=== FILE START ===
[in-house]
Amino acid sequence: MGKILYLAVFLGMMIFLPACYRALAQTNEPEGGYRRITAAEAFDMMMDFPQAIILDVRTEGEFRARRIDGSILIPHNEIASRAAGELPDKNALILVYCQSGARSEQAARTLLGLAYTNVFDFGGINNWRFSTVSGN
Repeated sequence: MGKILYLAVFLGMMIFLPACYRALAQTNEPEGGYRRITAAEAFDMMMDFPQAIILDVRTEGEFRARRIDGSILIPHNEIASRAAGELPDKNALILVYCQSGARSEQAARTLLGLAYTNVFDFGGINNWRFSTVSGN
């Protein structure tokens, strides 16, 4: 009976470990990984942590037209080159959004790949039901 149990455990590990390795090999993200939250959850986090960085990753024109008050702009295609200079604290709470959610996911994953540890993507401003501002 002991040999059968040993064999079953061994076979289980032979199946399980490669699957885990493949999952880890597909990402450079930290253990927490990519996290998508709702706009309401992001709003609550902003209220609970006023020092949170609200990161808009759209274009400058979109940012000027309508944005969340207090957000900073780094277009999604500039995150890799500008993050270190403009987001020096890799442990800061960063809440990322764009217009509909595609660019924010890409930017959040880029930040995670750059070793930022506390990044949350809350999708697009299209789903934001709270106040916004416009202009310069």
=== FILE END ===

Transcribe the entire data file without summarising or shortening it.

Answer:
[in-house]
Amino acid sequence: MGKILYLAVFLGMMIFLPACYRALAQTNEPEGGYRRITAAEAFDMMMDFPQAIILDVRTEGEFRARRIDGSILIPHNEIASRAAGELPDKNALILVYCQSGARSEQAARTLLGLAYTNVFDFGGINNWRFSTVSGN
Repeated sequence: MGKILYLAVFLGMMIFLPACYRALAQTNEPEGGYRRITAAEAFDMMMDFPQAIILDVRTEGEFRARRIDGSILIPHNEIASRAAGELPDKNALILVYCQSGARSEQAARTLLGLAYTNVFDFGGINNWRFSTVSGN
């Protein structure tokens, strides 16, 4: 009976470990990984942590037209080159959004790949039901 149990455990590990390795090999993200939250959850986090960085990753024109008050702009295609200079604290709470959610996911994953540890993507401003501002 002991040999059968040993064999079953061994076979289980032979199946399980490669699957885990493949999952880890597909990402450079930290253990927490990519996290998508709702706009309401992001709003609550902003209220609970006023020092949170609200990161808009759209274009400058979109940012000027309508944005969340207090957000900073780094277009999604500039995150890799500008993050270190403009987001020096890799442990800061960063809440990322764009217009509909595609660019924010890409930017959040880029930040995670750059070793930022506390990044949350809350999708697009299209789903934001709270106040916004416009202009310069």